- The Washington Times - Friday, March 28, 2008

The outgoing head of U.S. Citizenship and Immigration Services says his agency won’t give in to political pressure and cut corners on citizenship applications in order to mint new voters for this year’s elections.

“I can’t allow citizenship to be politicized. It was allowed once before in the ‘90s, and it was a disaster, and I’m not going to allow it again,” Emilio Gonzalez, whose resignation takes effect April 18 after more than two years as director of the agency, told The Washington Times.

Some members of Congress, immigration advocacy groups and editorial pages have accused him of slow-walking hundreds of thousands of citizenship applications filed last year, saying they perceive an effort to keep potential Democrat-leaning new citizens away from the polls.

Mr. Gonzalez calls that charge “nonsense.”

“They’re all looking for the external quick-fixes: why can’t people vote, why is the line so long, why can’t you do this,” he said. “My goal in the time I was here is working on the long-term, hard things to do, knowing full well I will never see the benefits of anything we accomplished.”

His agency, part of the Department of Homeland Security, is in charge of judging applications for immigration benefits including green cards and citizenship.

In his time as director, Mr. Gonzalez has overseen creating a new citizenship test that he said goes beyond memorization and makes new citizens understand what they are learning; hired thousands of new employees and contractors to speed up service; stepped up a program to get better-trained employees in the field; and a fee increase that he said puts the agency on firm financial ground.

He also shepherded through one backlog reduction, and is in the final stages of working out the kinks of name-checks with the FBI, which he said leads to most of the 500 lawsuits filed against his agency every month from immigrants seeking to speed up their applications.

But critics say his legacy will be last year’s fee increases, and the subsequent rush of applications to avoid the higher fees, which has created a new backlog and could keep some applicants from getting citizenship in time to vote this year.

“The agency faced enormous challenges during his tenure, and he leaves with a naturalization backlog of crisis proportions that must be addressed so that people can be naturalized in time to exercise the most fundamental right of all Americans — the right to vote,” said Sen. Edward M. Kennedy, Massachusetts Democrat and chairman of the Senate Judiciary Committee’s immigration subcommittee.

Immigration groups and some editorial pages were more pointed, with the New York Times saying Mr. Gonzalez was “leaving behind a gummed-up bureaucracy and perhaps a million empty promises.” The paper said the glut of applications seems well-positioned to help deny potential Democratic voters from being able to vote.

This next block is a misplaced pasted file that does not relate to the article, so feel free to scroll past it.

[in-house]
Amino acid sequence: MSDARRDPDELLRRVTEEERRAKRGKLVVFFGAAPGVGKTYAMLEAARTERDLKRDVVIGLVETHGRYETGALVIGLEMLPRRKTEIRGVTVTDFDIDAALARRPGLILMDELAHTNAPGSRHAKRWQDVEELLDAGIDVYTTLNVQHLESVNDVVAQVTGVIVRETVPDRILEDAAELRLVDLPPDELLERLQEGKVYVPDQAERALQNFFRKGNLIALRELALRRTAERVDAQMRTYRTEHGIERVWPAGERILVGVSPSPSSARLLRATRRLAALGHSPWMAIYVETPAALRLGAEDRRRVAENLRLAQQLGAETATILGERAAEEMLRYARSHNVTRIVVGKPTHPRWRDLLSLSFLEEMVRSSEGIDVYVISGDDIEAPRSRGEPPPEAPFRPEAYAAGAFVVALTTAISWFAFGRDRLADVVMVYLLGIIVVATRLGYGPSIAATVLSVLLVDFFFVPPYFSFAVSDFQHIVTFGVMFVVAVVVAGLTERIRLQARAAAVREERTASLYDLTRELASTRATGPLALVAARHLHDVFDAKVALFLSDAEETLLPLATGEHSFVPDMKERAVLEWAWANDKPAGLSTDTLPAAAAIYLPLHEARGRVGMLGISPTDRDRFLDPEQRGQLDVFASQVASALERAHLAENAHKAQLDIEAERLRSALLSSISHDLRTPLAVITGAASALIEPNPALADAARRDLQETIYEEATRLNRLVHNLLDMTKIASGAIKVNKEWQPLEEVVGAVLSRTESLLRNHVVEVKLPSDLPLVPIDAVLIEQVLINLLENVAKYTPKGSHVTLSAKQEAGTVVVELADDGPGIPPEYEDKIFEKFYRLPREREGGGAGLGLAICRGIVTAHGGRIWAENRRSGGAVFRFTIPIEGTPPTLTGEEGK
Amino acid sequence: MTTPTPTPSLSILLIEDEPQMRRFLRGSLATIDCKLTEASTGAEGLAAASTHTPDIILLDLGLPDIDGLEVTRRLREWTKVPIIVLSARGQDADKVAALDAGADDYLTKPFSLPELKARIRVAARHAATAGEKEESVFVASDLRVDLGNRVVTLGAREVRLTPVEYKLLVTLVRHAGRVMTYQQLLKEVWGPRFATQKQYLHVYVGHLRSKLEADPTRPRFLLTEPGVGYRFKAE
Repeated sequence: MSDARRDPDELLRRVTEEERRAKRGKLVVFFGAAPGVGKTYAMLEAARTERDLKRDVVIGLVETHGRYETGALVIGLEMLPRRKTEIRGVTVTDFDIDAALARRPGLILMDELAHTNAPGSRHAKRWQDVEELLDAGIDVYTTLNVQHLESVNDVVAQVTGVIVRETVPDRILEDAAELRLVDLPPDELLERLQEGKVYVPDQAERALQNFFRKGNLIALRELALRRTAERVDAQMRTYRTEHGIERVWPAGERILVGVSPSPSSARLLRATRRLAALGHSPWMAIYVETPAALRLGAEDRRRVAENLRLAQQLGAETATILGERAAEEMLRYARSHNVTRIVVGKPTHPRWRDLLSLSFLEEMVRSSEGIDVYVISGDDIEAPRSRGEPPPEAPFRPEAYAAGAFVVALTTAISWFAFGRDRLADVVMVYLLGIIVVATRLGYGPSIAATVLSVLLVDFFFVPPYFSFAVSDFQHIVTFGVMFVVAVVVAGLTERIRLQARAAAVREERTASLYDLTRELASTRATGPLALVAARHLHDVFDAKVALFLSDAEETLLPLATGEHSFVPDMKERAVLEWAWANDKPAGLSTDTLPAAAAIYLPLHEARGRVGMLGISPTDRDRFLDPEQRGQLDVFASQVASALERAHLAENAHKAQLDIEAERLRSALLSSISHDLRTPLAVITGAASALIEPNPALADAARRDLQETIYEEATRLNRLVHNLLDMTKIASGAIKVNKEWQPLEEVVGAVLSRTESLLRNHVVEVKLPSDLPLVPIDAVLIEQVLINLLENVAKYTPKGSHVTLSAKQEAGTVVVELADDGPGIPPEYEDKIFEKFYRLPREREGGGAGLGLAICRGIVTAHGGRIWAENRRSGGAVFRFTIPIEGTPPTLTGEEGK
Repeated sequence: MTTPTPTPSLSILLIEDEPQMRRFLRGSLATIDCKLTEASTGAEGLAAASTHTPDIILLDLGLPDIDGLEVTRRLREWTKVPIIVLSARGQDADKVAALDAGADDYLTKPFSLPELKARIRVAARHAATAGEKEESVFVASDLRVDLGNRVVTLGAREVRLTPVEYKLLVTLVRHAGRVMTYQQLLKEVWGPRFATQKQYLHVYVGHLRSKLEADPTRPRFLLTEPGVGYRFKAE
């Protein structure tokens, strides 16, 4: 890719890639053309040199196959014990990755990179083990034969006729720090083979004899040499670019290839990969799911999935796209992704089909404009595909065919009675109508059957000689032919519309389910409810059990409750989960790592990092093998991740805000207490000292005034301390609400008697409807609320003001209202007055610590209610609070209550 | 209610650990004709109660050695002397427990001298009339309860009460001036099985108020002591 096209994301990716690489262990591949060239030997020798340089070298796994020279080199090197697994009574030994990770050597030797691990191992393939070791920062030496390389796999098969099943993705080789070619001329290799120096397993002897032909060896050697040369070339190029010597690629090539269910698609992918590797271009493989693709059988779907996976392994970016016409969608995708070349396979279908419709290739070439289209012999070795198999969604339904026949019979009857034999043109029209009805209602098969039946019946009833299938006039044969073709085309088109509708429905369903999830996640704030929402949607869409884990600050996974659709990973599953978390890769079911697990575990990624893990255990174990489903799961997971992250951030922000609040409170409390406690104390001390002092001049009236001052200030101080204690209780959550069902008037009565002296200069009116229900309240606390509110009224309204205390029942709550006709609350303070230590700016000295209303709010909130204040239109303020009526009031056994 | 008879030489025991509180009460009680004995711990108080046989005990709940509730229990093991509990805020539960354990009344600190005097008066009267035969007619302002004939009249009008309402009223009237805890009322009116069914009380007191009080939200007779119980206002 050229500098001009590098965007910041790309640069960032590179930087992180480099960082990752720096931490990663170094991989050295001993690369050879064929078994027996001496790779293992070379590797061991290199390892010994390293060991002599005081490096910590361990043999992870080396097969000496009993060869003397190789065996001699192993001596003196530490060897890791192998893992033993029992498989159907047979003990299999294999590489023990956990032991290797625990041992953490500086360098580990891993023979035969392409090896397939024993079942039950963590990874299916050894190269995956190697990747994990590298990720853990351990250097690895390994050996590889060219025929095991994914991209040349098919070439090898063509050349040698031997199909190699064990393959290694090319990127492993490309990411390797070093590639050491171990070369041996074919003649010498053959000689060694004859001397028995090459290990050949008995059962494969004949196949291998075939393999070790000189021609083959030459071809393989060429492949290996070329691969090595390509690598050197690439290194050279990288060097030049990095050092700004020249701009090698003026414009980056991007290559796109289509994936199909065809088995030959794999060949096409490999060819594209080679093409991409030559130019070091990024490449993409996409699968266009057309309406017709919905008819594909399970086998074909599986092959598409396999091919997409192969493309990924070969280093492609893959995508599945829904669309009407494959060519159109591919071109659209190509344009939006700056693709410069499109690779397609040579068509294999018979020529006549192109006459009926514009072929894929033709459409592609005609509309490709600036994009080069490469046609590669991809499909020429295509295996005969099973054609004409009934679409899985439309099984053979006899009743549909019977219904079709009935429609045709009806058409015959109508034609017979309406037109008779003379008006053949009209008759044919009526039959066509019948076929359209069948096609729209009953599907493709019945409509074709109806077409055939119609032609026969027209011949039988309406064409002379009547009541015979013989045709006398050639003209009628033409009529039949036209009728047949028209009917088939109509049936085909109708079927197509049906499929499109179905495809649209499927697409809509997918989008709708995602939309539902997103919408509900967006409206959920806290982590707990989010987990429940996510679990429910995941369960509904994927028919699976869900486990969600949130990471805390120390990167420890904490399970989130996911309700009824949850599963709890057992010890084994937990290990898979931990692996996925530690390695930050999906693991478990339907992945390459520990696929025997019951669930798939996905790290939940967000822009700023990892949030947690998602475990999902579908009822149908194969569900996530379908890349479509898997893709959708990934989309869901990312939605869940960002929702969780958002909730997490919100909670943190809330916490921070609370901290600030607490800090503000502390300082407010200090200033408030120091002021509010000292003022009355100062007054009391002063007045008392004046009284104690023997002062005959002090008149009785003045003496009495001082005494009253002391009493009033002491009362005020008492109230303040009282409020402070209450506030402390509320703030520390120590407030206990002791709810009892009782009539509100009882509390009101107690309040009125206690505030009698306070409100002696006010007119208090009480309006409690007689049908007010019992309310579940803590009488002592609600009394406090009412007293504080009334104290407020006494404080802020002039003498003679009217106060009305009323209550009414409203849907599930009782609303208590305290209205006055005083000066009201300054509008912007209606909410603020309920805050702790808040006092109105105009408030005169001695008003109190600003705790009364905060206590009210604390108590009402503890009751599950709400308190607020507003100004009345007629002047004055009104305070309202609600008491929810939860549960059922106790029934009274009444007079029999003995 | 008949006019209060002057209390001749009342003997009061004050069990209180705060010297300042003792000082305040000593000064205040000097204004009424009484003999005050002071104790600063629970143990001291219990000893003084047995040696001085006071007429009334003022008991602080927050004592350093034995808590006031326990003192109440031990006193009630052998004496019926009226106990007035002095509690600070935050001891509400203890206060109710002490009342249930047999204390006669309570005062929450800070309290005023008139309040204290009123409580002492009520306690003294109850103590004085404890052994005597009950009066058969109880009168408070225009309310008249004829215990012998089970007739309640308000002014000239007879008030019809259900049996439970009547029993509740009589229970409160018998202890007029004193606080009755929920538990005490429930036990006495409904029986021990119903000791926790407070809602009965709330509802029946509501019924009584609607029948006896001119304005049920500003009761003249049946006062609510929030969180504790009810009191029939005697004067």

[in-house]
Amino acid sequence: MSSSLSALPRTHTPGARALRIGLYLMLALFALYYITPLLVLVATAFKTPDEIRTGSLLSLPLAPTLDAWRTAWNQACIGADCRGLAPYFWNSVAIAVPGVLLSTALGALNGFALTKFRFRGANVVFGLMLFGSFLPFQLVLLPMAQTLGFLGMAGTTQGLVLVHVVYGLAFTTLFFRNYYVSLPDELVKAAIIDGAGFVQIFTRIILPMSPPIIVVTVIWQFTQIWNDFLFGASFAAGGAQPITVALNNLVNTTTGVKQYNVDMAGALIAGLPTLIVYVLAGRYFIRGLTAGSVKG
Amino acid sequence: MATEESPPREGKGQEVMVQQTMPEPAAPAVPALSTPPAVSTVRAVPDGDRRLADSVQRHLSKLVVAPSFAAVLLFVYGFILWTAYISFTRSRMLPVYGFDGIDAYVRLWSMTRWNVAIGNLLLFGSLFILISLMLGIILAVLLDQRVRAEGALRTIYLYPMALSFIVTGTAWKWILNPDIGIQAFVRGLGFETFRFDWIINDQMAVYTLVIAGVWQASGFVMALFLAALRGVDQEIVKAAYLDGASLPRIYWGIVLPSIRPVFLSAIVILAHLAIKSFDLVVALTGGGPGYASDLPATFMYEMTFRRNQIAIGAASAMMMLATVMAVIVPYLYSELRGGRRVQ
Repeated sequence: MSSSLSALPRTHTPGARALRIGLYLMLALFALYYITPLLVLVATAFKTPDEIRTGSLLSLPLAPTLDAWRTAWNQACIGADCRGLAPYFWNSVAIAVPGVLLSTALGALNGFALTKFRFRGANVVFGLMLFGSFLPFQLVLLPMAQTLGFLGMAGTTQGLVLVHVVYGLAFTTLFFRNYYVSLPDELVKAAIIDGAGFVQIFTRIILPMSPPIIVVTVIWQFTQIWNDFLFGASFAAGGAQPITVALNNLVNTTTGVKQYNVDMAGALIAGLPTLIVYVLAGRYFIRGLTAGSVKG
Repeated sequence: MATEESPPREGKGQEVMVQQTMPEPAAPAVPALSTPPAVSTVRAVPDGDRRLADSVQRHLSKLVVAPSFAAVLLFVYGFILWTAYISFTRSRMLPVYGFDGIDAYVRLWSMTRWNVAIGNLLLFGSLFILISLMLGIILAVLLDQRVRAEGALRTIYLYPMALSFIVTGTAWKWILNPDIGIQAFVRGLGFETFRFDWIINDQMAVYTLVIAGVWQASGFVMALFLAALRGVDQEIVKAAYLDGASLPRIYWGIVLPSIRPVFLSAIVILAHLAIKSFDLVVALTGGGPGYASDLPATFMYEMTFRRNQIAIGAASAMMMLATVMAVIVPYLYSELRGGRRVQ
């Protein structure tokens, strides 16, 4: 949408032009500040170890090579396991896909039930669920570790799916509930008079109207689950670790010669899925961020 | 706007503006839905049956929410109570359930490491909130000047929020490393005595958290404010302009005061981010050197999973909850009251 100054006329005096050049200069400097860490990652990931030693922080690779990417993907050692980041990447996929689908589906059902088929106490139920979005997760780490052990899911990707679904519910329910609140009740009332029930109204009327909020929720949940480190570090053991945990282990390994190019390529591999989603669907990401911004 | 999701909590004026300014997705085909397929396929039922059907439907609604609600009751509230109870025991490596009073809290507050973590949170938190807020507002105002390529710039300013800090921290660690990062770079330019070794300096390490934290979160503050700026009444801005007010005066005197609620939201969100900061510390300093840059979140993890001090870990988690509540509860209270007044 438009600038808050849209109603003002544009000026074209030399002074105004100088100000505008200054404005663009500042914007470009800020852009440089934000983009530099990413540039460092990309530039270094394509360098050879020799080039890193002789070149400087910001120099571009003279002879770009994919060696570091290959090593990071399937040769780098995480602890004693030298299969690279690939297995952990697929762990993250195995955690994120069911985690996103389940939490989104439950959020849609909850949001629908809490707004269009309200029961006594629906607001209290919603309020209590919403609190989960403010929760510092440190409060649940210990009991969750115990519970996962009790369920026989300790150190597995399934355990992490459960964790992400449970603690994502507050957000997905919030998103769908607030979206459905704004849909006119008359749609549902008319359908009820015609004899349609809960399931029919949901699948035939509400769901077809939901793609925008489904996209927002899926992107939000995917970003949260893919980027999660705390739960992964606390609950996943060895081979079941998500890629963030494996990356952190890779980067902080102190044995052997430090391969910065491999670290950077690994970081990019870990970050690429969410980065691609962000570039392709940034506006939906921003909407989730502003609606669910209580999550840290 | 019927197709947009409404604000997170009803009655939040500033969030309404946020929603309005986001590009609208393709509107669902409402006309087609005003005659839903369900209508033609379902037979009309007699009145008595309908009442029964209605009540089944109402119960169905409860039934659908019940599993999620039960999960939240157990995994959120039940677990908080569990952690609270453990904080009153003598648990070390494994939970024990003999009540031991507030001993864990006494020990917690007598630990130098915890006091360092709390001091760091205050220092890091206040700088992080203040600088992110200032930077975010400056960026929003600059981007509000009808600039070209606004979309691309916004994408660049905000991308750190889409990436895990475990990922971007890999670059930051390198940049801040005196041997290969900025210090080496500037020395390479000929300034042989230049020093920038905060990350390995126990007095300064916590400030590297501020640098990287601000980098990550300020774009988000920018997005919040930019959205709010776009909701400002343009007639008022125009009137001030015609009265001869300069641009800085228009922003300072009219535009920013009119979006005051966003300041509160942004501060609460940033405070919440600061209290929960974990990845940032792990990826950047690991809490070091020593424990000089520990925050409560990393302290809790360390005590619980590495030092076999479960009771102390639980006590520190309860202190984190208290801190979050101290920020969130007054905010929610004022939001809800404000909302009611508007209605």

Mr. Gonzalez — a Cuban-born immigrant himself, who arrived as a refugee in the U.S. as a child — said those accusations “personally offended” him.

“There are no such things as Democrat immigrants and Republican immigrants,” he said.

He said his goal is to avoid a repeat of Citizenship USA, a Clinton administration program designed to naturalize hundreds of thousands of immigrants in time for the 1996 elections. An inspector general’s report found the program led to bad decisions and the wrong people getting benefits.

While immigrant and liberal advocacy groups say his agency is too harsh and slow in responding, Mr. Gonzalez takes fire from the other side as well: Conservative members of Congress have said his agency already moves applications too quickly and is the weak point in the war on terrorism.

At a recent House subcommittee hearing, Rep. John Culberson, Texas Republican, criticized Mr. Gonzalez for not talking enough about security and for calling those who are seeking benefits the agency’s “customers.” Mr. Culberson said the real customers are the American people.

But Mr. Gonzalez receives effusive praise from the president of the American Federation of Government Employees’ National USCIS Council.

“Labor unions are not particularly known for giving kudos to our agency heads. This is an extraordinary exception,” said Michael Knowles, who said the director left the agency and its work force in better shape than he found it. “He is an exceptional leader.”

No replacement for Mr. Gonzalez has been named. Mr. Gonzalez has not said what he will do next.

In his office overlooking Union Station, he keeps a giant notepad on an easel in his office marked with the year’s priorities, and for 2007, all but one of the 11 items has a check mark next to it.

The lone exception said “TWP” — the acronym for “temporary worker program,” which is the name President Bush gave to his guest-worker plan to legalize current illegal immigrants and bring in future foreign workers. Mr. Bush’s proposal failed to pass the Senate last year, and Mr. Gonzalez said that’s because the bill tried to do too much.

“I think there were a lot of people there who felt with deep moral convictions you were rewarding someone who committed a crime,” he said, adding that while illegal immigrants have to be addressed, he counts himself among those who think giving them citizenship is wrong.

“It sends the wrong message when you take this number of people and say, OK, you become citizens. It was the wrong message in the ‘80s, it was the wrong message in the ‘90s, and because of that we have what we have now,” he said.

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